In confirming to Jeff Svoboda of BuckeyeSports.com on June 18 that he was seeking his release from Ohio State, Price indicated that Fickell wasn’t keen on responding immediately – for a very specific reason:
Ohio State’s class of 2011 football recruits are set to report to Columbus on Sunday, but it’s safe to say Ejuan Price will not be with the rest of the group.
The linebacker from Pittsburgh Woodland Hills said after the Big 33 Classic on Saturday night in Hershey, Pa., that he has been released from his scholarship by Ohio State.
“Yes, sir,” he said when asked if the release had been granted. “They were waiting for Friday so it wouldn’t cause a tumble effect or whatever. That came and went. All I need are the papers now and I’ll be good to go.”
When asked Saturday night, an Ohio State spokesman could confirm only that Price had asked for his release, not that it had been granted.
Particularly striking in those recent OSU de-commits is Fickell’s personal involvement with each recruit.
Price was recruited by Fickell while Kalis specifically cited the interim coach in re-affirming his ultimately temporary verbal commit to the Buckeyes after Tressel resigned.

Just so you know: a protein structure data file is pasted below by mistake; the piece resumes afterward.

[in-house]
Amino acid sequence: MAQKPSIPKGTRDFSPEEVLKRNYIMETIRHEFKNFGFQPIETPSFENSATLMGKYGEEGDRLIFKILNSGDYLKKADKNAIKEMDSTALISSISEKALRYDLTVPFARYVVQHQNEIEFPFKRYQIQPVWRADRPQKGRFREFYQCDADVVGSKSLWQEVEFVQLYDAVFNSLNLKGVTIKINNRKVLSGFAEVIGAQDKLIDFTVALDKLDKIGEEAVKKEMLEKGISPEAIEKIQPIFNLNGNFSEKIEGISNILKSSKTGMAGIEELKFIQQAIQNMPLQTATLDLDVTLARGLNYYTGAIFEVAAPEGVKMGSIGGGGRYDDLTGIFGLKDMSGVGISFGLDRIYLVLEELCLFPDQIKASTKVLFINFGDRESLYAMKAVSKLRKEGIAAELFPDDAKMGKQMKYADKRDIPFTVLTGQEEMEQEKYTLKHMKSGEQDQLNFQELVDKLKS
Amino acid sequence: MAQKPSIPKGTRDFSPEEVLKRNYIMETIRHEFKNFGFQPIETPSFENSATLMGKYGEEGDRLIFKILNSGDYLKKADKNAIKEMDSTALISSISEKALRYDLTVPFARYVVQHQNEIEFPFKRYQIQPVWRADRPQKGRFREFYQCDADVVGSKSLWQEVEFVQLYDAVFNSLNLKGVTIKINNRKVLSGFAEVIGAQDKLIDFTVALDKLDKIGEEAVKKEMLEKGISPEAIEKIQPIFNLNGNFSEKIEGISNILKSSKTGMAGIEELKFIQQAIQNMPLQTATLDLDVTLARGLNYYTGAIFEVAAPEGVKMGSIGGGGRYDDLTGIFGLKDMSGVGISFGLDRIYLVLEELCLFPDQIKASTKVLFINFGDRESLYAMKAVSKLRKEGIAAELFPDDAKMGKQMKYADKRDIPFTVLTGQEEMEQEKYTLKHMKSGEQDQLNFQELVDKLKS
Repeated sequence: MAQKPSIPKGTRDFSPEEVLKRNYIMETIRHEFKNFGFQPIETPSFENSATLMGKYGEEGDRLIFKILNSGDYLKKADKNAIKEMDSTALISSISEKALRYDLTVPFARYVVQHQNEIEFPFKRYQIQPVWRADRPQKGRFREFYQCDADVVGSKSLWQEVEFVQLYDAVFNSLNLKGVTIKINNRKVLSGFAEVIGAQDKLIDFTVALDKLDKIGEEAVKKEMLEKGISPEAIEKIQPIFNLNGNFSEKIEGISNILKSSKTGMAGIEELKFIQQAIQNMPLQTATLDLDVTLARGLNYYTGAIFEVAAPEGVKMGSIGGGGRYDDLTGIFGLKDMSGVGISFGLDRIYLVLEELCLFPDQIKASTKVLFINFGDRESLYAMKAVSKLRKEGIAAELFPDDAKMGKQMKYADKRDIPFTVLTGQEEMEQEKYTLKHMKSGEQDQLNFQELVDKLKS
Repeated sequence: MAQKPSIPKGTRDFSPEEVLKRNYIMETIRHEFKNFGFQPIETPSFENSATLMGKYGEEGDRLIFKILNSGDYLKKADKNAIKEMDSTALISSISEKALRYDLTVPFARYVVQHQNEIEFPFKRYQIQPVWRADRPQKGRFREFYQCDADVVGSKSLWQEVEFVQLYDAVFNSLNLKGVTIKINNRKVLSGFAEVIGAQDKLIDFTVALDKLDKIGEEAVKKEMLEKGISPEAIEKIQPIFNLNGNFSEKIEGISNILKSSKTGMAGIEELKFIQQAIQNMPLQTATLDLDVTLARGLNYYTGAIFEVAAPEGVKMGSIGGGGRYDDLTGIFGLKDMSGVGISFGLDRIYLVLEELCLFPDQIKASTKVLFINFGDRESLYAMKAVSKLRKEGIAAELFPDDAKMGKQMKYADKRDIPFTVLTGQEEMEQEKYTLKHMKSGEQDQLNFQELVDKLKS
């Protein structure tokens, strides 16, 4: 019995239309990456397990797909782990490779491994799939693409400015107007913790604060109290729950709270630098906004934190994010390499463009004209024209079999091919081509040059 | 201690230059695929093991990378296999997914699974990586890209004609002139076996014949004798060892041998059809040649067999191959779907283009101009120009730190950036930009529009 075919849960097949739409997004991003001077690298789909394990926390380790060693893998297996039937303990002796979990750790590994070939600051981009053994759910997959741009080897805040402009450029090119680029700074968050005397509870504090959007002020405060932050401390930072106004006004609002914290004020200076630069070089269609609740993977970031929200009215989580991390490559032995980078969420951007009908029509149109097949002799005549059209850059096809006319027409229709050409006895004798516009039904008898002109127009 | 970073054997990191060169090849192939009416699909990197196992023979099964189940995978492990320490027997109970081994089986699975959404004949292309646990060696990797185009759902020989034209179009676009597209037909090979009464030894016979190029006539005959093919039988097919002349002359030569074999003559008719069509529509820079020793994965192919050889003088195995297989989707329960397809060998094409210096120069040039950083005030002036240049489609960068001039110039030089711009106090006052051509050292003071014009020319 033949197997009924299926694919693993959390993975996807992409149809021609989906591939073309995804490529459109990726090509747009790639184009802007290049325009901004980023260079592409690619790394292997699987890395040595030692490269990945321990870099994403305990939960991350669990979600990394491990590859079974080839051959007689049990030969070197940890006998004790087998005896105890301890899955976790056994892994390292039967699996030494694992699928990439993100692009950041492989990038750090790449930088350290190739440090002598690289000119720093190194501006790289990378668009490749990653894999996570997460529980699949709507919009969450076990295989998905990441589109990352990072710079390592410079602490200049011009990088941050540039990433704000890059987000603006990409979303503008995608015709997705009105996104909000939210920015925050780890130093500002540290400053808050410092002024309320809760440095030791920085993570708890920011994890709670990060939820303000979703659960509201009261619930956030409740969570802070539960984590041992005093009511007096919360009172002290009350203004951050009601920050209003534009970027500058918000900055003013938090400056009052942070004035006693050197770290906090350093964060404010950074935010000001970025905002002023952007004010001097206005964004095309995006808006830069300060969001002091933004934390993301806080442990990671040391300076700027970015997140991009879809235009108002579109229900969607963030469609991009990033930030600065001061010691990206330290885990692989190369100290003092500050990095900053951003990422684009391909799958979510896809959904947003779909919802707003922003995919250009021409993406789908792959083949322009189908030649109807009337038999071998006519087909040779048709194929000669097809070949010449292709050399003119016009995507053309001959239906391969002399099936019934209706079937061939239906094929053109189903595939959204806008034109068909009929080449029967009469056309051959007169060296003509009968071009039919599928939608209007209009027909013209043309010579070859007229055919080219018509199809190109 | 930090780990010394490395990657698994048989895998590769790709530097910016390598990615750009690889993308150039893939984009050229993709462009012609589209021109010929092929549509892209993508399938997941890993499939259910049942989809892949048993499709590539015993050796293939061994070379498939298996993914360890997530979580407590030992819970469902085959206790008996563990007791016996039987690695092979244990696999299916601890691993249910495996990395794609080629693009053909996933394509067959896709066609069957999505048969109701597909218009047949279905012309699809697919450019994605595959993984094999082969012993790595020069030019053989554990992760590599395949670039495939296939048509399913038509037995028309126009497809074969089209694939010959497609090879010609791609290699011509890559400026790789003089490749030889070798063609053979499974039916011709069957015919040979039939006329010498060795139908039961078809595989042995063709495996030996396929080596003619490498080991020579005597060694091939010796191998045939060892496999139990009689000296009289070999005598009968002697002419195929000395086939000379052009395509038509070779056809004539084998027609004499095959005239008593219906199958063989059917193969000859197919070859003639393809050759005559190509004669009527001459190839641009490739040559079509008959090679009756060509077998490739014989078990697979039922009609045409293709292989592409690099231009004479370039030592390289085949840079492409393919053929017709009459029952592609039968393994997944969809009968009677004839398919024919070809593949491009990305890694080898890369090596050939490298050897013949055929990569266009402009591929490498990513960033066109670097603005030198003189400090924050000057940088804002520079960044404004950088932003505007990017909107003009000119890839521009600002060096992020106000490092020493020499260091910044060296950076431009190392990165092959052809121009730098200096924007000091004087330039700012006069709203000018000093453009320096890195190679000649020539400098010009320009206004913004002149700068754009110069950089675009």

While no one begrudges Fickell the opportunity of a lifetime, it’s hard to imagine why Ohio State didn’t install a higher profile interim coach as it awaits an infractions verdict from the NCAA.
With all the high profile former Buckeyes floating around, including several in Columbus, what did OSU have to lose in recruiting someone like Chris Spielman to step in for the moment? And if Spielman wasn’t interested, what of former Ohio State and NFL offensive lineman Jim Lachey? Might Kalis have elected to stay had someone like Lachey come calling – even as a temporary assistant coach?
Spielman and Lachey are just two of dozens of former Buckeyes who might or might not be interested in giving back to their school in its current, extraordinary time of need. And knowing the character of former OSU players like Spielman and Lachey, it’s hard to believe they wouldn’t – at the very least – agree to help Athletic Director Gene Smith find a high profile coach willing to serve in an interim albeit temporary capacity.
These days, virtually every recruit who signs with a program like Ohio State does so with a possible NFL career in mind. Smith installing a coach with no college head coaching experience, no NFL coaching experience and zero national profile can’t be looked at as any other than a disservice to the Buckeye football program and its fans.
Then combine the unknown extent of Ohio State’s impending NCAA penalties with Ohioans at the helm of the football programs at Michigan (Brady Hoke – Dayton) and Michigan State (Mark Dantonio – Zanesville) and the Ohio State athletic administration abandoning its last, best asset in stemming the long-term damage to its football program approaches the same, shameful negligence it has already perpetrated on the school.